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Here is full sentence:

On December 23, 1944, one week into the Battle of the Bulge, the cloudy permitting weather began to give way to clear sunny skies over the Ardennes Forest. The USAAF and RAF had been grounded for the time being, unable to assist the troops on the ground, allowing for the rampant German successes. But now the planes began to thunder into the sky and do what they did best. As soon as the clouds parted American and British planes went to work. Raids on German supply routes were carried out and P-47 Thunderbolts, like the one in this lovely painting, hammered ground troops and tanks. Hitler's true ally in the offensive, the weather, had turned against him.

Or you can see here. I'm learning english through short sentence.

Which of the following is correct:

the cloudy permitting weather began to give way to clear sunny skies over the Ardennes Forest.

or

the cloudy weather permitting began to give way to clear sunny skies over the Ardennes Forest.

I can find "weather permitting" on the internet, can't find "permitting weather". So which is correct?

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  • CDO has: 'permitting adjective [ only after n ]'. It is, however, arguable whether or not this usage should be considered that of an adjective; it's a reduced modifying clause. // I downvoted for lack of research shown on a question demanding it even more than most, to counter the unacceptable (in my opinion) upvote. – Edwin Ashworth Dec 29 '16 at 16:58
  • @EdwinAshworth I don't think this is adj. Maybe the writer is not native speaker? – The Hung Dec 29 '16 at 17:00
  • To native speakers, that phrase does not make any sense which is probably why it was so confusing to you too. My best guess is that the writer might have wanted to convey the idea that the partly cloudy sky opened up to a clear sunny sky. I can also maybe guess that the conditions were conducive for clouds which benefitted the enemy (allowing them to conceal themselves in the clouds). In either event, the phrasing was very confusing. Best of luck with your English! :-) – Kristina Lopez Dec 29 '16 at 22:12
  • This is clearly a mistake of some kind, but exactly what the author actually meant is unclear. Given that this is a social media posting, the author might have been using a phone keyboard or similar device, which also opens up the possibility of "swipe-os" which can go much further afield than traditional typos. Looking at descriptions of weather at the time, something like "intermittently cloudy", "cloudy, foggy" or "cloudy, overcast" seems most likely, but I have no idea how any of the obvious possibilities turned into "cloudy permitting". – 1006a Dec 30 '16 at 22:18
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"On December 23, 1944, one week into the Battle of the Bulge, the cloudy permitting weather began to give way to clear sunny skies over the Ardennes Forest."

My opinion is that the author of this paragraph improperly used cloudy permitting instead of cloud permitting.

"...the cloud permitting weather began to give way to clear sunny skies..."

To me, cloud permitting, together, is an adjective phrase that modifies weather.

So, based on this opinion, the author is trying to say that a weather that is cloud permitting has begun to clear up. So the clouds are starting to move away, allowing for clear, sunny weather, instead of cloudy weather.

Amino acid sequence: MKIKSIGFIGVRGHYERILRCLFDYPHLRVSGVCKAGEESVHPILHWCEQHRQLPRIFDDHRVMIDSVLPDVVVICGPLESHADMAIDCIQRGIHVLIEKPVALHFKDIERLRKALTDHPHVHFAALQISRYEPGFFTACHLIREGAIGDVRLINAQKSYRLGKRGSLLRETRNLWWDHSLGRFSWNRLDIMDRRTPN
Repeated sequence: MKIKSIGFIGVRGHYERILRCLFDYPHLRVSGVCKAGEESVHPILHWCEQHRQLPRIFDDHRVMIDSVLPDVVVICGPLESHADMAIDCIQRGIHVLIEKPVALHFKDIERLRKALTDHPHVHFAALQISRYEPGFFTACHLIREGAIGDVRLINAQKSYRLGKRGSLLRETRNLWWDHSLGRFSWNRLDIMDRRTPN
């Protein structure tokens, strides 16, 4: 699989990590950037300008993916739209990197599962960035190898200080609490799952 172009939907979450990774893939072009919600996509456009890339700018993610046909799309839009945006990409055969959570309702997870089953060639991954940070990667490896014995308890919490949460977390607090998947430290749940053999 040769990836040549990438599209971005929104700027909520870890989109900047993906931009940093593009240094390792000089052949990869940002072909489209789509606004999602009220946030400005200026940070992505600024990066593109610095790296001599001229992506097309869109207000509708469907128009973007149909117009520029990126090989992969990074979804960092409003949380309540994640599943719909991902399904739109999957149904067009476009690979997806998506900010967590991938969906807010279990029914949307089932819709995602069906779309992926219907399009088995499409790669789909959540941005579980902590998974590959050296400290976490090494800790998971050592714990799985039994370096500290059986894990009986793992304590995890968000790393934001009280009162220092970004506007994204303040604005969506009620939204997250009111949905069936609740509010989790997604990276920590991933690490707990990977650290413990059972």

That being said, both usages are unidiomatic to say the least. Permitting, in my opinion, does not need to be there at all. A rewritten version of that sentence could be:

"On December 23, 1944, one week into the Battle of the Bulge, the cloudy weather began to give way to clear sunny skies over the Ardennes Forest."

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    'Cloud-permitting' is so unidiomatic as to be incorrect even though arguably grammatical. – Edwin Ashworth Dec 29 '16 at 17:15
  • @EdwinAshworth I'm not arguing that it is a usage that is correct. I'm simply specifying what I thought the author meant to say, not condoning his tactics. Let me clarify in the post that is not my intention. – Hank Dec 29 '16 at 17:17
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    I'd guess it was a typo for 'permeating' and attempt at 'permeating cloudy weather' if I was forced to. But I certainly wouldn't proceed to the status an 'answer' confers. There's no profit in this sort of speculation. And post-modification, adjectives vs participles, and absloute constructions have been thoroughly covered in previous threads. – Edwin Ashworth Dec 29 '16 at 17:36
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I think Hank's answer has already addressed the "permitting weather" option, but I'd like to expand on why the other proposed possibility doesn't work:

The phrase weather permitting is normally an idiom that is essentially shorthand for "If the weather conditions are suitable". You will generally see it as a comma-separated clause in constructions that refer to future outdoor activities, such as

Weather permitting, the soccer game will start at 5pm.

or

We hope to go skiing tomorrow, weather permitting.

Since the given text is referring to a past outdoor activity, the use of "weather permitting" cannot be interpreted in this fashion; it would have to be "weather that allows for (something)". But the rest of the sentence cannot be used to support that reading either. Therefore, "weather permitting" would not work at all there.

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